Vaccine Hesitancy in the Information Age

Thursday, December 2, 2021 - 4:00pm to 5:30pm

Location: This is a hybrid event, offered in-person and over Zoom. Details will be provided to registrants closer to the event date

Registration is required. Please Register Here

 

 

In 2019, the World Health Organization named vaccine hesitancy as one of the top ten threats to global health. Vaccine hesitancy and mistrust in science are troubling trends that are growing despite unprecedented access to information – or perhaps because of it?


Are you curious about why someone you know won't get vaccinated? Join us for a multi-disciplinary discussion and Q&A focused on understanding the root causes of scientific and institutional mistrust, combating misinformation, and learning communication tools to discuss vaccine hesitancy with friends, family, and the public. This is an opportunity to have your questions answered.


Hosted by UBC Department of Microbiology & Immunology Graduate Students and the UBC Vaccine Literacy Club.


Register Now


In line with UBC Health & Safety guidelines, proof of vaccination is required to attend the in-person event.
 


About the Panelists:

Dr. David King received his PhD in health psychology from UBC in 2013. He teaches undergraduate courses in personality psychology, the psychology of sex differences, and health psychology at UBC. His current research examines how stress unfolds within social contexts of varying size and complexity, from intimate relationships to broad sociocultural environments. In one area of research, he explores how people cope with the threat of infectious disease, from H1N1 and seasonal influenza to COVID-19. This work has highlighted an important role of empathy in motivating people to engage in recommended health precautions. In recent years, he has been especially attentive to the role of personality and human motivation in conspiracy theories, vaccine hesitancy, and other forms of extremism, with hopes of helping to improve science literacy through community engagement.
 

Dr. Krishana Sankar completed her PhD at the University of Toronto in the Faculty of Medicine. In addition to over ten years of research experience, she is also passionate about countering misinformation and has been dispelling misconceptions around healthcare issues for several years. During the COVID-19 pandemic, she has been working to share accurate scientific information with different communities in Canada and Guyana. Dr Sankar is currently the Science Advisor and Community Partnerships Lead for ScienceUpFirst, a Canadian campaign that aims to combat misinformation around COVID-19 and vaccines. Through her work with the organization, she has engaged and collaborated with several community partners that serve those in the underserved and marginalized populations. A major aim of her work is to remove barriers to access of accurate and relevant information to tackle misinformation in these groups.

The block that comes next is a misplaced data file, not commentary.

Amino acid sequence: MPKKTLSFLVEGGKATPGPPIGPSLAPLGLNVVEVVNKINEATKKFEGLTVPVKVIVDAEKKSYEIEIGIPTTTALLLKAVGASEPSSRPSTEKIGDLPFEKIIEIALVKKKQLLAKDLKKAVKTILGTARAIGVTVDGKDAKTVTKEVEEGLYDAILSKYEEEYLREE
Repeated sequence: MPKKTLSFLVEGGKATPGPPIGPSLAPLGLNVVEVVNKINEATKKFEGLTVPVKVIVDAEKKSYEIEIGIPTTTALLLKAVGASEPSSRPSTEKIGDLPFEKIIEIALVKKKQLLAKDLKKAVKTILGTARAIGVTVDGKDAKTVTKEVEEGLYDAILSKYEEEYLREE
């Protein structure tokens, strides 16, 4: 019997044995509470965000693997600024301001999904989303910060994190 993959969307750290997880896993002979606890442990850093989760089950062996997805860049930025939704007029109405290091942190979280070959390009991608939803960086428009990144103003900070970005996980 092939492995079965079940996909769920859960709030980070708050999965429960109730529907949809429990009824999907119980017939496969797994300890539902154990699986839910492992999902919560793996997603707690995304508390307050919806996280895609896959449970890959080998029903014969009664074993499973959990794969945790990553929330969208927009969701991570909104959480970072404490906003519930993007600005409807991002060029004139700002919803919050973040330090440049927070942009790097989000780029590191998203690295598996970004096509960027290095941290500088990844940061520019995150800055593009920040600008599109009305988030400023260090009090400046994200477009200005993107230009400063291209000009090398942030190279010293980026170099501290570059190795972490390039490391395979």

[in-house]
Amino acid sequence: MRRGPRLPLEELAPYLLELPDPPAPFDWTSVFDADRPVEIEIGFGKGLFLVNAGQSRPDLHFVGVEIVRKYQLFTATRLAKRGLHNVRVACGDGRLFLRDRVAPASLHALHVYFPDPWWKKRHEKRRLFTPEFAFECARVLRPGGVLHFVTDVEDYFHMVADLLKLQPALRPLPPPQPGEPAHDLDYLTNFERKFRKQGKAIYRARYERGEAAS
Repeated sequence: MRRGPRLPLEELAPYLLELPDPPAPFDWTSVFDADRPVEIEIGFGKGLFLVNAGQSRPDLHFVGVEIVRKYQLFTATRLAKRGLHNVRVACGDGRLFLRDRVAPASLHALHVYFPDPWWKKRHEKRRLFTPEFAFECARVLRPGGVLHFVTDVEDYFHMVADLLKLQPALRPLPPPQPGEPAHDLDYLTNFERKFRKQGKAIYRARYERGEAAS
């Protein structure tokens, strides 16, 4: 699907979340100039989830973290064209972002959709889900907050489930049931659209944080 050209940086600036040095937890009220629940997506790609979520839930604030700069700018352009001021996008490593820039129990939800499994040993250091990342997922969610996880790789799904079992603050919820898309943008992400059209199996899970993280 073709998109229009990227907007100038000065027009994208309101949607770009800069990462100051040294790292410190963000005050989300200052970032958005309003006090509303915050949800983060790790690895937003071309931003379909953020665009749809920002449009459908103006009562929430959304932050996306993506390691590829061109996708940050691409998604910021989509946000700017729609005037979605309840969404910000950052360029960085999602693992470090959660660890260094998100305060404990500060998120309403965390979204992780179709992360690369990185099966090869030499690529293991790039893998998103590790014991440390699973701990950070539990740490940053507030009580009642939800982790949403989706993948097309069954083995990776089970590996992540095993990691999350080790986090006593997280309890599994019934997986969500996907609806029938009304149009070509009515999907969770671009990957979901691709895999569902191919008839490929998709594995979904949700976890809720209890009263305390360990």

Dr. Ève Dubé is a medical anthropologist. She is affiliated with Quebec National Institute of Public Health in Quebec, and is a research scientist at the Research Center of the CHU-Québec and an invited professor in the Department of Anthropology at Laval University. Her research program focuses on the sociocultural determinants of vaccination. She is the lead investigator of the Social Sciences and Humanities Network of the Canadian Immunization Research Network. Dr Dube is interested in how to enhance vaccine acceptance and uptake and is leading different projects around this issue. She sits on a number of committees as an expert on vaccine acceptance and hesitancy and was a member of the World Health Organization working group on vaccine hesitancy.


Dr. Manish Sadarangani is Director of the Vaccine Evaluation Center at the BC Children’s Hospital Research Institute and an Associate Professor in the Division of Infectious Diseases, UBC Department of Pediatrics. He completed his undergraduate medical training and pediatric residency in Cambridge, Oxford, and London. He then completed his PhD with the Oxford Vaccine Group in the UK, developing novel vaccine candidates for protection against capsular group B meningococcal disease. He has worked in pediatrics throughout the world, including in sub-Saharan Africa, Asia, Australia, North America and Europe. His research links clinical trials with basic microbiology, immunology and epidemiology to address clinically relevant problems related to immunization and vaccine-preventable diseases. Specific research interests include bacterial vaccines, understanding vaccine-induced immunity, maternal immunization, antibiotic resistance and central nervous system infections.

Unable to select database

Unable to select database

Unable to select database

Unable to select database